Oh man, yeah, her story is brutal! Nothing could really go right for her. As a child, she was abandoned by her tribe in the wilderness during war times. Even though her mother secretly fed her for years, she was still weak and pale, nearly died. She was later rescued by a god who granted her immense power, but only to ensure his own victory in the war. She sees him as her savior. After the god's defeat, she used her powers and beauty to deceive people and gain their support to revive him, but failed. Eventually, her true lover, who had been following her as a warrior, sacrificed himself to save her life, and she finally realized her true love. So yeah, this was just begging for some heart-wrenching stuff.

The team at TiMi came up with some vocabulary that we would try to use to influence the music and also some vocabulary that we wanted to avoid. For example, we knew we wanted her music to be beautiful, paranoid, powerful, lonely, and anxious. While at the same time avoiding anything dark, depressive, evil, happy, too soft or too sad.

Kind of a complex prompt, honestly, haha. So, I decided to approach this music harmonically. The harmony sets the tone for the whole music, so if I could just nail the harmony, it would all come together. I started messing around with super wide voicings of some beautiful chords with lots of rub, like minor 9s and 11s, Major 7ths and 9ths, tossed random tensions in for some extra spice, toplined it with some unrestrained romantic melodies in the solo instruments and then it all started coming together.

Matthew Carl Earl and Hexany Audio Sr Composer Obadiah Brown-BeachMatthew Carl Earl and Hexany Audio Sr Composer Obadiah Brown-Beach

We heard you learned Chinese because you have worked so much on the game. Can you talk about this more?

Sure thing! Yeah, I figured I was doing so much work with Tencent and other Chinese companies that I should just learn the language! I went pretty hard into learning. It took over my whole life. I went into a full binge of Chinese culture for a few years, learning the language, traveling to China, watching practically only Chinese movies, listening to only Chinese music, and learning Chinese instruments for a while. I actually met my wife in a language exchange program. She wanted to learn English, and I wanted to learn Chinese, so we studied language together for about a year before we ended up dating. Finding a pretty girl who doesn’t speak your language will make you learn fast; I tell you what!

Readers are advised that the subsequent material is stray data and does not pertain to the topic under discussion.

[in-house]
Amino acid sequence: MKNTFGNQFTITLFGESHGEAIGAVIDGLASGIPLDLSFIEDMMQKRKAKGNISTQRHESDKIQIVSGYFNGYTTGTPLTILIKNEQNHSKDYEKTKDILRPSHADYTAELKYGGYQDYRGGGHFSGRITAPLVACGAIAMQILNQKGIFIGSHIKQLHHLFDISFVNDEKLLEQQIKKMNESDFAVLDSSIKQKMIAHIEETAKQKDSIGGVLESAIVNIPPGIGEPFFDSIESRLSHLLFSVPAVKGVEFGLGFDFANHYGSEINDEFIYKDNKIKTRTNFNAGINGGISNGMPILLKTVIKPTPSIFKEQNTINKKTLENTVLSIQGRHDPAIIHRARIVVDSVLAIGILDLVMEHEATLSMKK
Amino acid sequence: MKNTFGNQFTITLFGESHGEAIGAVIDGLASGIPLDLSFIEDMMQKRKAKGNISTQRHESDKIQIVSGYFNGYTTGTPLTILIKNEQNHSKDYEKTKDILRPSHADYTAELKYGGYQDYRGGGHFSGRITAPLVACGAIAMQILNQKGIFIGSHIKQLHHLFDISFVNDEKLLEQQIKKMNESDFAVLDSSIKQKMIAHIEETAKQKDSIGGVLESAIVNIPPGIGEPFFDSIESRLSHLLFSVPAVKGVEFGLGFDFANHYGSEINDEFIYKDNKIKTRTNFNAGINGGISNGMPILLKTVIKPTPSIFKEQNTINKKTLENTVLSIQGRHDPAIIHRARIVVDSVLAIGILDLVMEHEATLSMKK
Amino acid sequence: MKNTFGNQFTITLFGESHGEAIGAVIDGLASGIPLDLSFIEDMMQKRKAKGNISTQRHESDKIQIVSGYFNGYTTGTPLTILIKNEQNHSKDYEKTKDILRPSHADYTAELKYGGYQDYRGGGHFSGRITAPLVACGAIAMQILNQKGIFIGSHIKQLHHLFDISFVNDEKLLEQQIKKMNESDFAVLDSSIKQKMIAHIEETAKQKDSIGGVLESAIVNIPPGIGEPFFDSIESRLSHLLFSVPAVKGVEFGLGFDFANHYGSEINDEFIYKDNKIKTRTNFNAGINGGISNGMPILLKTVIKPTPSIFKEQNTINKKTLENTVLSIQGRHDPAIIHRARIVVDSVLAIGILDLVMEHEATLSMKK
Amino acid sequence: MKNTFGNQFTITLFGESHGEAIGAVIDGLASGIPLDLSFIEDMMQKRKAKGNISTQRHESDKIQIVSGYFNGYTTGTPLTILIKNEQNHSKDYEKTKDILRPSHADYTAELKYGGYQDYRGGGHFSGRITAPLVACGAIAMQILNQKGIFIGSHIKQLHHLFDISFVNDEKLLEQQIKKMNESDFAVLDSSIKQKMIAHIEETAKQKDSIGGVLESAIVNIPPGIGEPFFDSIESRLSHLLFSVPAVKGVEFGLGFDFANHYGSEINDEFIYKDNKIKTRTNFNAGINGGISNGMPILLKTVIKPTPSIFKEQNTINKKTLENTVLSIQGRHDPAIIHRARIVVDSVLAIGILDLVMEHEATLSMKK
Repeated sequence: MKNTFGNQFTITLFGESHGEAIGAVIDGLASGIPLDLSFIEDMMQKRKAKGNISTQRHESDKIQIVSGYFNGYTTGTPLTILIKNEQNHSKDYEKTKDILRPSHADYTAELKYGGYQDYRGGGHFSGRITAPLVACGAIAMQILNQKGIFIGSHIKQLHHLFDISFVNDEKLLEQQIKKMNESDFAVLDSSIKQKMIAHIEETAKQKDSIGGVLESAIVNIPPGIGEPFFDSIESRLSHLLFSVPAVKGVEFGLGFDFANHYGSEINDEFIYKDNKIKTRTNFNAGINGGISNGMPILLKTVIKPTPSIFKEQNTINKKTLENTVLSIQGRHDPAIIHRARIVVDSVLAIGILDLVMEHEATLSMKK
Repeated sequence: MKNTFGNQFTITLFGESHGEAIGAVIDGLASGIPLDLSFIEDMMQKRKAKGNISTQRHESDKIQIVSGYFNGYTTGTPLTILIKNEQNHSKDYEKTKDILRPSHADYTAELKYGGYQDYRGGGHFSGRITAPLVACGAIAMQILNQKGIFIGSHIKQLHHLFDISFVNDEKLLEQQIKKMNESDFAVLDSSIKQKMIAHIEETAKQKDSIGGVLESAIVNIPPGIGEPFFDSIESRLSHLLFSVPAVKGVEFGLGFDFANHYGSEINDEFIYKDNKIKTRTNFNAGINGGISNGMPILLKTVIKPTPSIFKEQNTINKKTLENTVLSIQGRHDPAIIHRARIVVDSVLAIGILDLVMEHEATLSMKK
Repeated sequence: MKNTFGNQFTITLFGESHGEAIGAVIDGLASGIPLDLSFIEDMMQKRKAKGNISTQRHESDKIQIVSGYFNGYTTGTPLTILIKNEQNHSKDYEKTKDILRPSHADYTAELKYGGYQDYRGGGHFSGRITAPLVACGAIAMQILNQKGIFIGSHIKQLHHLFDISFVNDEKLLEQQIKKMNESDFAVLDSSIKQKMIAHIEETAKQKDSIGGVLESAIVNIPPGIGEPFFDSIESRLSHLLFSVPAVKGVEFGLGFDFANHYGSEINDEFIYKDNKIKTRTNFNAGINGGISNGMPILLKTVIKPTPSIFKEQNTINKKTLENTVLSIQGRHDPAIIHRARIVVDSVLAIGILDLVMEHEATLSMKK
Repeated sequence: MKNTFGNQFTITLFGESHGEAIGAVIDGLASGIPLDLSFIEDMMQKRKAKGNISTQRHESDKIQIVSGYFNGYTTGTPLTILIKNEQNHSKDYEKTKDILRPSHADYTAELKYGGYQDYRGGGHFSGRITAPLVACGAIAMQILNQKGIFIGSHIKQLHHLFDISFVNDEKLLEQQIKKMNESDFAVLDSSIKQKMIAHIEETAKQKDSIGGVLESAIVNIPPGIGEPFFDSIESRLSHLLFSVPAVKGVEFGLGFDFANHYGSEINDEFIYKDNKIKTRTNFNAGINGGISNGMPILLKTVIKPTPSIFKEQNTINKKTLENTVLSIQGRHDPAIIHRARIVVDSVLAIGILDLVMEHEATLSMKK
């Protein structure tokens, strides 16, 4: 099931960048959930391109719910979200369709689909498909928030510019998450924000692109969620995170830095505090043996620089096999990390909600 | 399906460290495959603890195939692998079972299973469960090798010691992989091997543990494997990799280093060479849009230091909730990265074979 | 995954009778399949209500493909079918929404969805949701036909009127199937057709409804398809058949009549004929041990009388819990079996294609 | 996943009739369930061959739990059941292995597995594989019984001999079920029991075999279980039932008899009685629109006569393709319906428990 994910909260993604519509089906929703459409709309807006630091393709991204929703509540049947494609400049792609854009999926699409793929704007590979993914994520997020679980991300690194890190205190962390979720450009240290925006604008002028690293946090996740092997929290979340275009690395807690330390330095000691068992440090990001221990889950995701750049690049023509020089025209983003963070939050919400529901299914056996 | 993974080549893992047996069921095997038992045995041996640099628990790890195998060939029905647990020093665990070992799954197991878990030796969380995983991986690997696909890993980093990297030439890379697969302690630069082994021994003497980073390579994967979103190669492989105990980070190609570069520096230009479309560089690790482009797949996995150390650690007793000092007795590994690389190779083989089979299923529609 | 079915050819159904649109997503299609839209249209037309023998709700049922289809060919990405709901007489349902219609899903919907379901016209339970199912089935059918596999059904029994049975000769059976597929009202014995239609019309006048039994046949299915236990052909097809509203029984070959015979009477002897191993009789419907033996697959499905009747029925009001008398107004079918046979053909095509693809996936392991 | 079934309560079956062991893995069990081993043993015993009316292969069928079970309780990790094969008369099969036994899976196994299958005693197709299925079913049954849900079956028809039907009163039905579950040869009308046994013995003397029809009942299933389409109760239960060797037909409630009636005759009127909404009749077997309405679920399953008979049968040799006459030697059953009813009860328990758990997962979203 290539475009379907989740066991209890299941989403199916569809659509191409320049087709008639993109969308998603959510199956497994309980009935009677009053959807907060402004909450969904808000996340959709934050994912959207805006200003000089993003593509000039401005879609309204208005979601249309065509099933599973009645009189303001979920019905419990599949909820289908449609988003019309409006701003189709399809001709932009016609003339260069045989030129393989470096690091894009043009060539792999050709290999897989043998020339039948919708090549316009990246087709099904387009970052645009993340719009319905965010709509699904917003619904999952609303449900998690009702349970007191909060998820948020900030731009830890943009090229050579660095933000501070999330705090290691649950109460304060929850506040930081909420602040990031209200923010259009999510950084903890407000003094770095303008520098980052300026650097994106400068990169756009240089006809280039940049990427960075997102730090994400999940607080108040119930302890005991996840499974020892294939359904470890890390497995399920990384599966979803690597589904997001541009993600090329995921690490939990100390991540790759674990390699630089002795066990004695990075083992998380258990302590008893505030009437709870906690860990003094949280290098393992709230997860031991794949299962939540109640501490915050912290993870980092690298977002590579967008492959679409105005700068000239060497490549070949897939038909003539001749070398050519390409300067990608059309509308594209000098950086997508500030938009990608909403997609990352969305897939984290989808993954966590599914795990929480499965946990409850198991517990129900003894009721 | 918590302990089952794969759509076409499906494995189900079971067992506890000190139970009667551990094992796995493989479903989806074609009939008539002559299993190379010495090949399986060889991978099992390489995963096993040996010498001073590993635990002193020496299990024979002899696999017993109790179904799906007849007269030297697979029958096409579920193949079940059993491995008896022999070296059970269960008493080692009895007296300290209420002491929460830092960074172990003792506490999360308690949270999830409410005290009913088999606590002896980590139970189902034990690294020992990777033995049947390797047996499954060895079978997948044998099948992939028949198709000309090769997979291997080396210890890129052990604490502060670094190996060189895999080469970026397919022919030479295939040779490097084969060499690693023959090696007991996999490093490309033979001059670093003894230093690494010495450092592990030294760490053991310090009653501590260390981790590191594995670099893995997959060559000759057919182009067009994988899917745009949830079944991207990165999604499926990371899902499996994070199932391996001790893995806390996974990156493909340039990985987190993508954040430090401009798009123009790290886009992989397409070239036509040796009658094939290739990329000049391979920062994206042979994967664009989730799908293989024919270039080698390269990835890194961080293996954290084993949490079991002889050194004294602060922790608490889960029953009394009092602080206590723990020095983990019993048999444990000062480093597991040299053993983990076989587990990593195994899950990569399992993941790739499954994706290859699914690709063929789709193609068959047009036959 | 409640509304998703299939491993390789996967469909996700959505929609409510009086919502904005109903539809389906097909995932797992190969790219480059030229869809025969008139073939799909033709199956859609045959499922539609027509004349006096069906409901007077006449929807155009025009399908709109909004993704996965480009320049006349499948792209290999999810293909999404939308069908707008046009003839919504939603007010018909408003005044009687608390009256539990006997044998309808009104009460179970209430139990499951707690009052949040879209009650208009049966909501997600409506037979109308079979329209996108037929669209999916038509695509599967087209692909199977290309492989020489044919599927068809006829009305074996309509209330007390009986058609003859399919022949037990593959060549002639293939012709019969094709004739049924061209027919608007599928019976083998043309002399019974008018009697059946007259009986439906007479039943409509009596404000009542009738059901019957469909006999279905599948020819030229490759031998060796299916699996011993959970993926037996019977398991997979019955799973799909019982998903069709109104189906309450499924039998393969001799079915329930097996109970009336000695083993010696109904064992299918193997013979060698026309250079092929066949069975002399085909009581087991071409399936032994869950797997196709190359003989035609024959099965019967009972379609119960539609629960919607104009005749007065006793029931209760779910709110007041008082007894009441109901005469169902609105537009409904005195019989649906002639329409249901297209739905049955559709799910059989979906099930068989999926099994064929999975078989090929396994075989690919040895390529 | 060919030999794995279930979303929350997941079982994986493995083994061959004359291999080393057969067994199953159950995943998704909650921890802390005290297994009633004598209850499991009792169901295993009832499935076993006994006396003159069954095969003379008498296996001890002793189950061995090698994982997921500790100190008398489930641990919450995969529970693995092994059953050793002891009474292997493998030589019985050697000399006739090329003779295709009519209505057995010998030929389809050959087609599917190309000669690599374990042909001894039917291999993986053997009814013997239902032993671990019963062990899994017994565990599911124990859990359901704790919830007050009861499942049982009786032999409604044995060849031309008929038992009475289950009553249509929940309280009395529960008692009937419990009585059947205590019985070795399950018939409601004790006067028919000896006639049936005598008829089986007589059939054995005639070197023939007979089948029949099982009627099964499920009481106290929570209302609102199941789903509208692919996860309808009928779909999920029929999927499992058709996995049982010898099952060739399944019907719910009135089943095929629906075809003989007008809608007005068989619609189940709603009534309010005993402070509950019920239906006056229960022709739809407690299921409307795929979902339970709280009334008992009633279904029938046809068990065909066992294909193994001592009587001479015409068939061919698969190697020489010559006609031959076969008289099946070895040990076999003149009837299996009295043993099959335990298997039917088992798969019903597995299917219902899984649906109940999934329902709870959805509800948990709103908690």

I’m not kidding when I say working on this game has changed my life. It really has brought me so much!

Because you are an American scoring a Chinese video game, how have you educated yourself on Chinese culture?

Yeah, it’s an interesting place to be in. There are tons of Chinese culture that make its way into the games that require authenticity and honesty in the music. Often drawing inspiration from classical Chinese history and stories like the three kingdoms period during 220-280 AD and what the Chinese call “Si Da Ming Zhu,” which are revered as the “Four Great Classical Novels.”

China has an incredible history spanning 5000 years; It’s one of the oldest civilizations on earth. As a “lao wai” or an outsider, to not try to gain an understanding of some of their culture would be foolish when working in their mainstream.

You can learn more about Matthew at Mattew Carl Earl

You can learn more about Hexany Audio at Hexany Audio